‘Although’ is a conjunction that is used to introduce a subordinate clause in a sentence. It is used to express contrast, and it is often used to introduce a clause that contradicts the main clause of the sentence. For example, “Although it was raining, we decided to go for a walk.” In this sentence, the subordinate clause “although it was raining” introduces a contrast to the main clause “we decided to go for a walk.”

‘Although’ is often used in the same way as ‘even though’, but the latter is considered to be a little stronger than the former. When using ‘although’, it is important to note that it must be followed by a clause, not a phrase. For example, “Although the weather was bad” is incorrect, and it should be “Although the weather was bad, we still went out.”

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Common Mistakes

One of the common mistakes that people make when using ‘although’ is to use it with a phrase instead of a clause. As mentioned earlier, ‘although’ must be followed by a clause, not a phrase. Another common mistake is to use ‘although’ when ‘despite’ or ‘in spite of’ would be more appropriate. For example, “Although the rain, we had a great time” is incorrect, and it should be “Despite the rain, we had a great time.”

It is also important to note that ‘although’ should not be used to introduce a sentence. Instead, it should be used to introduce a subordinate clause within a sentence. For example, “Although I was tired, I stayed up late to finish my work” is correct, but “Although I was tired. I stayed up late to finish my work” is incorrect.

Comparing ‘Despite’ and ‘Although’

When it comes to expressing contrast in English, two words that are often used are ‘despite’ and ‘although’. While these words convey a similar meaning, there are some key differences in how they are used.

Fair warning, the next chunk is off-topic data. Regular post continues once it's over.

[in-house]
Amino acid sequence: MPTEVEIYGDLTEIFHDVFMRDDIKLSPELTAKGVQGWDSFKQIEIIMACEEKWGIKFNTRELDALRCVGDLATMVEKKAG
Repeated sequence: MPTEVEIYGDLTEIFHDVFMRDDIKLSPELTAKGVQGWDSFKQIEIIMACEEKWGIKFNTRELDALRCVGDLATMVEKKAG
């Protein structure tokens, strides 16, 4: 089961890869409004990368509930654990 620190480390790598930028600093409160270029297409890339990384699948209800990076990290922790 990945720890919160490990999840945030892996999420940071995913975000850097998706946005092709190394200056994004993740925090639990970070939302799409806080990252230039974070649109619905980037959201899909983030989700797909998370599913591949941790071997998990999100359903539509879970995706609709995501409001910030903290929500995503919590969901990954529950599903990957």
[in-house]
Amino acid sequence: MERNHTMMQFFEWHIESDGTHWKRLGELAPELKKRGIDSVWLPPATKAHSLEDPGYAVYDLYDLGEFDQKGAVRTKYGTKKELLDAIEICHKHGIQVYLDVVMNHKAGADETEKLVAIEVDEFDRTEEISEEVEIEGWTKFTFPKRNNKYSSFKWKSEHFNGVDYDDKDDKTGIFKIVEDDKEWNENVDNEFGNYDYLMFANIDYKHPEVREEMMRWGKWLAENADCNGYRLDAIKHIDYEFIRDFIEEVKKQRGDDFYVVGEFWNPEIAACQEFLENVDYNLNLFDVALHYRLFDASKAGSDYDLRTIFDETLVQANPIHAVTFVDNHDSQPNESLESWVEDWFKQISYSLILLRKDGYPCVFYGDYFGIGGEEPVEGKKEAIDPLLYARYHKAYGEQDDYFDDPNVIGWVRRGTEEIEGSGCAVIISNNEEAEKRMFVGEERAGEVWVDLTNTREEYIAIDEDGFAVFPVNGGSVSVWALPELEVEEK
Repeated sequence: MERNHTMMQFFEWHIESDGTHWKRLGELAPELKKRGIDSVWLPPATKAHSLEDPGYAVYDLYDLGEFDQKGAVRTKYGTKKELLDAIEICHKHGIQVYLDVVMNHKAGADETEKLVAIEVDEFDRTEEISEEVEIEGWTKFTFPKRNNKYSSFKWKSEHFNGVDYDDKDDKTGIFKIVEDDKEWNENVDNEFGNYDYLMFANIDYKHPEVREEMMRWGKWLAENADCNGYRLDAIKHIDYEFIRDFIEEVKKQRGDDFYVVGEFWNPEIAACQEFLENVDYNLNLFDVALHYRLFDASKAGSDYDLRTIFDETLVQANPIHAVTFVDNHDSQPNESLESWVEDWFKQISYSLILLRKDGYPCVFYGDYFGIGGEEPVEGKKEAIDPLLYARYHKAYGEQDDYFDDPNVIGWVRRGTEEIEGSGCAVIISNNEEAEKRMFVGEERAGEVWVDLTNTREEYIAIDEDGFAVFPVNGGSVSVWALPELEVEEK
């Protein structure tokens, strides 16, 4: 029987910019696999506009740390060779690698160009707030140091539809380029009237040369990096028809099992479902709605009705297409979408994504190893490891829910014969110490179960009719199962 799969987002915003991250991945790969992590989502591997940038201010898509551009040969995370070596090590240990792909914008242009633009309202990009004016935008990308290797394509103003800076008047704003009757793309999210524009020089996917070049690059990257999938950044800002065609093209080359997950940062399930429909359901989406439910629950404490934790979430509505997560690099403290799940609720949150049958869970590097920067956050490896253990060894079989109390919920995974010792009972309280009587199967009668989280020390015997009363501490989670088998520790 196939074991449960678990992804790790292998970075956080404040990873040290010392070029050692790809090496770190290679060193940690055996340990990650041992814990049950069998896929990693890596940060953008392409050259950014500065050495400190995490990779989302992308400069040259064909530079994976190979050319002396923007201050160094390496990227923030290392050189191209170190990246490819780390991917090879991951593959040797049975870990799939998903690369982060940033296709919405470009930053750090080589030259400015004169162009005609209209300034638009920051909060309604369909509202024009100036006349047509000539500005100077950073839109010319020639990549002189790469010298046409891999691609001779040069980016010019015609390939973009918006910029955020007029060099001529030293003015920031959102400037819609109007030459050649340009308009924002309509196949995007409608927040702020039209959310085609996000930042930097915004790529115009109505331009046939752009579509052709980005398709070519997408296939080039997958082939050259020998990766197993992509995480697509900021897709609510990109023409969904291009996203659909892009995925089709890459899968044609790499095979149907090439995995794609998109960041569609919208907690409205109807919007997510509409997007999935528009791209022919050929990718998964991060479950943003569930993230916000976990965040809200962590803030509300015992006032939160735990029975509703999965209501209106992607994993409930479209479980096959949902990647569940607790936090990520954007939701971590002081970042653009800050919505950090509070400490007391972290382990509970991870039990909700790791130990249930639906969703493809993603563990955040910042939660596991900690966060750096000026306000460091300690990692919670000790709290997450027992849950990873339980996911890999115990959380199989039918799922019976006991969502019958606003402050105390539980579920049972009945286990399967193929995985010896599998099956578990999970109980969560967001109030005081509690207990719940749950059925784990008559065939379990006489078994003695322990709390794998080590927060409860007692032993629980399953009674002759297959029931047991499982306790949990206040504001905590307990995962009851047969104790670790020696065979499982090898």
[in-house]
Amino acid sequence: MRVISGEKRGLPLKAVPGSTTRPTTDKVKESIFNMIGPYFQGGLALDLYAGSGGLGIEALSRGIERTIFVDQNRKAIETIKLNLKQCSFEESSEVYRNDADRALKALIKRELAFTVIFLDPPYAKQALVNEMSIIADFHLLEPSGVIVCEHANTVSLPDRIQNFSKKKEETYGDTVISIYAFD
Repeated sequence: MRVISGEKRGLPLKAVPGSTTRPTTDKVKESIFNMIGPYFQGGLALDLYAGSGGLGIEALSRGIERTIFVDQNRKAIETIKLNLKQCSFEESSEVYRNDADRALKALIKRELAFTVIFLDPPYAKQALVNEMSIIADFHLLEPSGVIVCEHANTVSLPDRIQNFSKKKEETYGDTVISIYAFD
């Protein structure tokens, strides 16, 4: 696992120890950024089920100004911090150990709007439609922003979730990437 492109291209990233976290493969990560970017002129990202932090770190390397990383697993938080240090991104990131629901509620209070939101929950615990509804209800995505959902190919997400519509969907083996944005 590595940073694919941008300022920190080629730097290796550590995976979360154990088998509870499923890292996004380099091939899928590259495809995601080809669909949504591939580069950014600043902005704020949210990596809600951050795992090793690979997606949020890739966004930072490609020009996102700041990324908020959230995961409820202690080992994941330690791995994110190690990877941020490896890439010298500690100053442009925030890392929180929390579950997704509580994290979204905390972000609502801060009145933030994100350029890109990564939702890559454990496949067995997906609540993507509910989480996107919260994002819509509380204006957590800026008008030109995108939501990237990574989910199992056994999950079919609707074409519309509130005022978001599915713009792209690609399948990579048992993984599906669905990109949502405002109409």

Despite

‘Despite’ is a preposition that is used to indicate that one thing does not prevent another thing from happening. It is often followed by a noun or a gerund (-ing form of a verb). For example:

  • Despite the rain, we went for a walk.
  • He went to the party despite feeling tired.
  • Despite their best efforts, they were unable to finish the project on time.

Although

‘Although’ is a conjunction that is used to indicate a contrast between two things. It is often followed by a clause (a group of words that contains a subject and a verb). For example:

  • Although it was raining, we went for a walk.
  • He went to the party, although he was feeling tired.
  • Although they tried their best, they were unable to finish the project on time.
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One key difference between ‘despite’ and ‘although’ is that ‘despite’ is followed by a noun or a gerund, while ‘although’ is followed by a clause. Another difference is that ‘despite’ indicates that one thing does not prevent another thing from happening, while ‘although’ indicates a contrast between two things.

Last Updated on November 25, 2023